A Silent Killdeer Publishing — An Independent Book Publisher

How to Write a Novel, Part I (Getting Started)

by Russell Dyer
published:  aug 23, 2017;  revised:  dec 27, 2017;  readers in past month:  909

Many people who have experience writing fiction are interested in writing a novel, but they don’t know how to do it. Either they cannot fathom how to write two to three hundred pages of a fictional story, or they’re not sure of the steps to take, how to start.

There are many approaches you can take. You have to find the one that’s best for you. Those who find writing to be a chore tend to try rigid methods: they write a detailed outline; they make sure they spend at least thirty minutes every day in front of the computer to write — but usually they write nothing or very little.

The approach described in this short series of articles is a more fluid, creative one. If you’re a natural writer, you may find this the best. Even if you’re new to writing and not sure if can write fiction, you may find the methods suggested here will produce the most material and the best results.

When would-be writers decide they want to write a novel — or a short story — sometimes they will sit with a blank page in front of them and pen in hand, or in front of a computer screen with their fingers lightly touching the keys, waiting for inspiration. They have been cursed with the term, writer’s block. That implies some sort of physical problem that blocks the writer. The term inspiration suggests that an external spiritual force will tell them what to write. Since there is no inspiration and they cannot think on their own what to write, they sit and write nothing.

Their problem is that they misunderstand how to write and what is writing. To resolve this problem, you need to understand the problem, as well as what you’re doing. To make this easier. let’s consider a close analogy.

Suppose you want to tell someone something, perhaps a friend about something that happened to you. To do this, you just start talking. You tell them what happened. You start by setting the scene, saying when the event occurred and where. You go on to tell them what you did, what others did, and what was said. You maybe end by telling of the outcome, the results, what you learned and other such things. However you tell your friend what you want to say, you start by just talking. You don’t sit there and stare silently at your friend, maybe muttering occasionally to yourself, “I don’t know what to say.”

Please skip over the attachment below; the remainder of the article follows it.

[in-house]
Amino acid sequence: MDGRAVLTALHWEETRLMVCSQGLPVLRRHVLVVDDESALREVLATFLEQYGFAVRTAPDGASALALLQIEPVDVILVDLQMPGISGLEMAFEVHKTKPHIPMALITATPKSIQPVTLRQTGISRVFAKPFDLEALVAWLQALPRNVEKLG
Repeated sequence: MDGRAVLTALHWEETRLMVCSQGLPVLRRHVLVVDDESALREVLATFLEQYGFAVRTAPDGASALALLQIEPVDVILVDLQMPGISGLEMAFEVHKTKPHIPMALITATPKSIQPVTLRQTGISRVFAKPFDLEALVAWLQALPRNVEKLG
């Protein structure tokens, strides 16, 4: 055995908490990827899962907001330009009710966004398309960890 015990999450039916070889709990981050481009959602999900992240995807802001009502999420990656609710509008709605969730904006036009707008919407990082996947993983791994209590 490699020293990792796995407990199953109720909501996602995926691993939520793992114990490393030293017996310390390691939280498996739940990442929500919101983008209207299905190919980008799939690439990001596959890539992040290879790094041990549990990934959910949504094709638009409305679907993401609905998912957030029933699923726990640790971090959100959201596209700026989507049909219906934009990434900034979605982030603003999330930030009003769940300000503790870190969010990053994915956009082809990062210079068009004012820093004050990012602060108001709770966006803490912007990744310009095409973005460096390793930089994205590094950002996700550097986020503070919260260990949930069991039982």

A writer is someone that has something to say and for some reason decides to say it in writing. Many writers are shy people who write because it’s an easier way for them to express themselves. Other writers talk plenty and write because everyone they know is tired of listening to them or because they want to tell more people whatever it is they want to say.

When you don’t know how exactly to say something to your friend, you just start talking: “Hey, I want to tell you about something that happened to me...” One sentence leads to another and in time you tell the story. Maybe you can accomplish this more easily when talking to a friend because they already know some of the background of the story. The also ask you questions as you’re telling the story when you forget to include something or when you’re not being clear. However it comes about, talkers tell stories every day.

By the same method, when you don’t know what to write, just start writing: “This is a story about a boy living alone on the streets of Aleppo...” You won’t have the advantage of watching a reader read your story as you write it, but you do have the advantage of editing and deleting and expanding your story before anyone reads it. When you finish the first draft, you can ask friends to read what you’ve written to get feedback to improve the story before submitting it to an editor or publishing it. There’s less pressure, not more when writing.